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The architect, whose designs sought to engage with the public around them, broadened what was possible with the form.
When the news broke Thursday that the architect Zaha Hadid had died of a heart attack, at 65, while being treated for bronchitis in a Miami hospital, the American Institute of Architects offered up, via Twitter, what it presumably meant as a compliment: “Rest in peace Zaha Hadid; you were a ground-breaking female architect.” Hadid, the first woman to win the Pritzker Prize, and one of the great creative forces in architecture of our time, would surely have recoiled at the notion of connecting her success to her gender.
She spent most of her career trying to get beyond being thought of as a “woman architect,” and the A.I.A.’s determination to refer to her, even in death, as female before it used the word “architect” suggests that the profession has not progressed as far beyond its sexist past as Hadid had hoped it would. Not that Hadid, who was born in Iraq and based her practice in London, played down her gender. She reveled in her status as an architectural icon, and she saw herself as paving the way for other women to follow. But her goal was always to get to a point where she would be thought of as an architect first, and as a woman—an Arab-born one at that—second.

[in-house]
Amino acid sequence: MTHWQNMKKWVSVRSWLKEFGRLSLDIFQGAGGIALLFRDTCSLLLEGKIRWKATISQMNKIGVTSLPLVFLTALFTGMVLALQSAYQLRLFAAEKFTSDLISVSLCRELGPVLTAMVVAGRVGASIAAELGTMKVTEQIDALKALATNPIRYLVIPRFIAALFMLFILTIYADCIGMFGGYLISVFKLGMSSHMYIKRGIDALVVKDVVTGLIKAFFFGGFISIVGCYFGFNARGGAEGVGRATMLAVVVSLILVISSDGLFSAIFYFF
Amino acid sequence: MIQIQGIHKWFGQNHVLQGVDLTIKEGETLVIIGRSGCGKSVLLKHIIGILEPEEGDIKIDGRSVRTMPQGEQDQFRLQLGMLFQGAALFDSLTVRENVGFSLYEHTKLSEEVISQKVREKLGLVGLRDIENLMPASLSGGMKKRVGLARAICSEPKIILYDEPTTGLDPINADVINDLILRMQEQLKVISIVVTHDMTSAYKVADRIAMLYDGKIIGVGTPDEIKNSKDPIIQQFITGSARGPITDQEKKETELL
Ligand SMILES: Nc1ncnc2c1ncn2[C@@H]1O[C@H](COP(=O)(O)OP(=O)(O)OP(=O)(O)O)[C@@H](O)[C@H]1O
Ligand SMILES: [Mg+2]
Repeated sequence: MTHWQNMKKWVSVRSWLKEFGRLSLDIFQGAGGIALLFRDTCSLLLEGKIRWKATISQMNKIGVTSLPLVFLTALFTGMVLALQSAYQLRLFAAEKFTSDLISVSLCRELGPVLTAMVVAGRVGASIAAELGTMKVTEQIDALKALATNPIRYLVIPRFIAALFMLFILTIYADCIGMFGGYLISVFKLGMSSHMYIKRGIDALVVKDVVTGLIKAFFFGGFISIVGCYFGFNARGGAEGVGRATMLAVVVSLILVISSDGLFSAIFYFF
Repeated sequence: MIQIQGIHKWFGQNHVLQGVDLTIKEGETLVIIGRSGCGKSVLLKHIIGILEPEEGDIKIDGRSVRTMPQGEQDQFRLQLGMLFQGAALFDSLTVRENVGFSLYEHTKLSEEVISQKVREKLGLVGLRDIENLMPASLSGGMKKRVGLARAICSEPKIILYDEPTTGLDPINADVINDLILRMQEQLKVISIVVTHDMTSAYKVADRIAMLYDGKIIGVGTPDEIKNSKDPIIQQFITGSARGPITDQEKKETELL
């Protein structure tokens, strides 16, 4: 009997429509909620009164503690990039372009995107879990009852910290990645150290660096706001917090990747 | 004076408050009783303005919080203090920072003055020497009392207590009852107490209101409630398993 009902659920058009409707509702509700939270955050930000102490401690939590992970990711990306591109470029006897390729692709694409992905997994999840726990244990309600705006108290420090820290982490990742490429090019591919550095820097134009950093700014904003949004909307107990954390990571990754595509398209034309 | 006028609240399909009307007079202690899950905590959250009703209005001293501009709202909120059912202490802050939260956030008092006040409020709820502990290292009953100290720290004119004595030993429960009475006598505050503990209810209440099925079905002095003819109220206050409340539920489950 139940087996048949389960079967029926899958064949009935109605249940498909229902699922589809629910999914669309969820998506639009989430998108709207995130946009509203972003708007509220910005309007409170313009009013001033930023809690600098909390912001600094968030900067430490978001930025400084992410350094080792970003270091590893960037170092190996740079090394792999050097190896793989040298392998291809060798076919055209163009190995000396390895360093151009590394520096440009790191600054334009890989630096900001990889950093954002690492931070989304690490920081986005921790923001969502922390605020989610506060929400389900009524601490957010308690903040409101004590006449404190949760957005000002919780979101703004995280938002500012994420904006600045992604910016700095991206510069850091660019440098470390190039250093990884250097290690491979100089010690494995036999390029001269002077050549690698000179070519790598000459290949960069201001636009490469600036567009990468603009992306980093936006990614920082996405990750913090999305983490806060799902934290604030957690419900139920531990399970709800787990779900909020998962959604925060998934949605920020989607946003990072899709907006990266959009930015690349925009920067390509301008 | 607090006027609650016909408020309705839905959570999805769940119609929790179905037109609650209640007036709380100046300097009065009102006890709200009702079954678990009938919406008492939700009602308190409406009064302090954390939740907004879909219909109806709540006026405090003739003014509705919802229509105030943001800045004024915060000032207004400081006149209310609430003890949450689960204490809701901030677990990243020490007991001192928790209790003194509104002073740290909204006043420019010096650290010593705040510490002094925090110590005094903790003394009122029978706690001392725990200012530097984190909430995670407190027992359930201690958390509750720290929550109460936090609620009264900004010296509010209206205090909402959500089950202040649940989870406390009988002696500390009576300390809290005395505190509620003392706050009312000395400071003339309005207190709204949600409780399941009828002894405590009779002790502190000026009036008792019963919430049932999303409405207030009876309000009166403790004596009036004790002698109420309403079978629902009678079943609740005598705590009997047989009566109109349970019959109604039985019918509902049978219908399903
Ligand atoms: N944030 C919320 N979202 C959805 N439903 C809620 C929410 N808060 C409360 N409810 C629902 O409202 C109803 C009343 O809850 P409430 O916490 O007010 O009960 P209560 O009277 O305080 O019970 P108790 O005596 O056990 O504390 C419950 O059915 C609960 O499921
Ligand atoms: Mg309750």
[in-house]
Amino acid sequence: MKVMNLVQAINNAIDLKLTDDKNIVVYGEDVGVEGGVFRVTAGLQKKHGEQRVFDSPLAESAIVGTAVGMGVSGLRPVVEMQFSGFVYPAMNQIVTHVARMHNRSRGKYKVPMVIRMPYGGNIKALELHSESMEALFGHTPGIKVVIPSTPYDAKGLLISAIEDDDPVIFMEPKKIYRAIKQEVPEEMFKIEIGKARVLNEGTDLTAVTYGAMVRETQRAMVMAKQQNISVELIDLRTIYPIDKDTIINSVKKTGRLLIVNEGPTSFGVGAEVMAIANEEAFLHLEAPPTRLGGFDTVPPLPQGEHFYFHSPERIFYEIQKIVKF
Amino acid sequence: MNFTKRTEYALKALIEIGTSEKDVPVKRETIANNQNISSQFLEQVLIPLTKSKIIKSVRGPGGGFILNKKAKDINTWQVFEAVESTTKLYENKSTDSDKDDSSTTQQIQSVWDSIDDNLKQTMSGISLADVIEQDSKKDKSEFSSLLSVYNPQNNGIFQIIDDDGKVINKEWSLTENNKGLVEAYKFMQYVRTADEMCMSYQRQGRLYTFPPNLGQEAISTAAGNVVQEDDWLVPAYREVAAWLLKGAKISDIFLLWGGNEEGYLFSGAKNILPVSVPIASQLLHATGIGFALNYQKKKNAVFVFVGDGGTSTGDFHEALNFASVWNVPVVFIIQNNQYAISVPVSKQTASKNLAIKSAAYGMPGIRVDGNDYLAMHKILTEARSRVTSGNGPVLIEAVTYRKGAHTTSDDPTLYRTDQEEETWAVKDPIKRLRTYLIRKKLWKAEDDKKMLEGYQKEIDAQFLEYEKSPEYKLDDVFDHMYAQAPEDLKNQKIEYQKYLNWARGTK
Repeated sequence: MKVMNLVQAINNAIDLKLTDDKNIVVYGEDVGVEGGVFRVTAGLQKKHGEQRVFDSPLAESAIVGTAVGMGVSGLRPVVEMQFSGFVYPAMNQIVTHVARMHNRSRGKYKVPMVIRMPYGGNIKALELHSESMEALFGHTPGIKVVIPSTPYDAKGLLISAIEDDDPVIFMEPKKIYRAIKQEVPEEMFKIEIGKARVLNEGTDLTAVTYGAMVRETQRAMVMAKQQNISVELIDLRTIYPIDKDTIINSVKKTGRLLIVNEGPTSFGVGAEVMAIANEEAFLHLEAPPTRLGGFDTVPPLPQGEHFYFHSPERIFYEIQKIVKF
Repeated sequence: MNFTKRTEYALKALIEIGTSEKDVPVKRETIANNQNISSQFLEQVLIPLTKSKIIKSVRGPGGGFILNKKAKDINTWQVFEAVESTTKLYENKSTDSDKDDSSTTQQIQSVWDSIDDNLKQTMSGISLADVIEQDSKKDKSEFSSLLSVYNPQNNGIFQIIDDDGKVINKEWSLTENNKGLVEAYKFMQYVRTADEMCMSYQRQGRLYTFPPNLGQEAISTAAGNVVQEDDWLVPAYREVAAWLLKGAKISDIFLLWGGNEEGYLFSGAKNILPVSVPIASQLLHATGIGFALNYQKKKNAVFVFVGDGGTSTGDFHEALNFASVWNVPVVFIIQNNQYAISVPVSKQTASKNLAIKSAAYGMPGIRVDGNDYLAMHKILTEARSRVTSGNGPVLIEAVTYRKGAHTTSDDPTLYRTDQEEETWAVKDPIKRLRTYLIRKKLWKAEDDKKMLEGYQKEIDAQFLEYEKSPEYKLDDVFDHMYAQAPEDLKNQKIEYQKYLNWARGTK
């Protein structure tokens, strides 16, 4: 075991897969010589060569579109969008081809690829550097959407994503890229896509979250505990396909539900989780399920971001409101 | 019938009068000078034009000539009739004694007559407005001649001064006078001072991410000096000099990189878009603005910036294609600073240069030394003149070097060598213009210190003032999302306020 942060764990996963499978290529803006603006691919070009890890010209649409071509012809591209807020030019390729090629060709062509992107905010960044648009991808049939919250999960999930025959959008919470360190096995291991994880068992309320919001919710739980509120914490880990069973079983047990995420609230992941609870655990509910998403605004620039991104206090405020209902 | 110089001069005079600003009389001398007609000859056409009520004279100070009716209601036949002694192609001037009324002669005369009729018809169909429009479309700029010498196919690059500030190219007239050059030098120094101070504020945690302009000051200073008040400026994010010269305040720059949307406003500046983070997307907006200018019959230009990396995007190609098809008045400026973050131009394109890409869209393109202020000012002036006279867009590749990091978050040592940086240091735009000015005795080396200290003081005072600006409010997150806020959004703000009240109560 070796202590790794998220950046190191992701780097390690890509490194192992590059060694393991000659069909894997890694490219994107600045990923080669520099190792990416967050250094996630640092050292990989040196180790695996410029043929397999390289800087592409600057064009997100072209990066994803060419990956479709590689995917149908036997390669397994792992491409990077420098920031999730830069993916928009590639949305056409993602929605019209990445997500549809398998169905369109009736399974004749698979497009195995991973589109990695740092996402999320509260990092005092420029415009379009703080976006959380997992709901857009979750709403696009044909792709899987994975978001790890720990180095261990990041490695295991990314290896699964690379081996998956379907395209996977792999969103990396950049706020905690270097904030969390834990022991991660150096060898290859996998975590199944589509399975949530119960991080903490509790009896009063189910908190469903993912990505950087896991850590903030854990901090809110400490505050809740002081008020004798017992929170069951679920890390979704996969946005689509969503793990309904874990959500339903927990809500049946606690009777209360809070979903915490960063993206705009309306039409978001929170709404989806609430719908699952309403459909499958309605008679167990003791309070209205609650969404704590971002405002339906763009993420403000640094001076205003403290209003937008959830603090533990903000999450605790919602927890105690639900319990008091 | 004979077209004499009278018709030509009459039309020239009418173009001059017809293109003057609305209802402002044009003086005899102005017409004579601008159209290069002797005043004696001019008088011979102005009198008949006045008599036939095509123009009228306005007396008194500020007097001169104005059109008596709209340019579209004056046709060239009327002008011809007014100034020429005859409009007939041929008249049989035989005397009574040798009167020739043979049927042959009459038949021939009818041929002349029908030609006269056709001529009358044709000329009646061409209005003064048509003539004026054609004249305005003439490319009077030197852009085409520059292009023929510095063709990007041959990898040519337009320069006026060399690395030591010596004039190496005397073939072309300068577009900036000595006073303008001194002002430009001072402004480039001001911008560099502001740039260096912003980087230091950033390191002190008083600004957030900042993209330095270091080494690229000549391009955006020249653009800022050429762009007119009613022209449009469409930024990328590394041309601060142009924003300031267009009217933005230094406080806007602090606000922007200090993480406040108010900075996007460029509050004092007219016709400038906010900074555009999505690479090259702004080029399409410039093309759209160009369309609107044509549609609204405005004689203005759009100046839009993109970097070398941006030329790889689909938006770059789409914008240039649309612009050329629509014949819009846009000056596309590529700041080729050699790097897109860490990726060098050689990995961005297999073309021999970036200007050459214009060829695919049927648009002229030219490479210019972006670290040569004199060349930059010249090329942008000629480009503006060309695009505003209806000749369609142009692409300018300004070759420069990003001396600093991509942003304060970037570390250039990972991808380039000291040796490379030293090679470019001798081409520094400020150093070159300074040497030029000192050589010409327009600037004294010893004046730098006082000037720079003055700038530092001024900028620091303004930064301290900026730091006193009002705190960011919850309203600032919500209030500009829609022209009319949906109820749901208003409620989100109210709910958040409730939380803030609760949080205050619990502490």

In most of the world, she achieved her wish. By dint of hard work, extraordinary talent, gritty determination, and an unforgettable persona, she made herself one of the best-known figures in architecture—one of the few that had currency outside of the architecture world as well as within it. She was, in every sense of the word, a presence. […]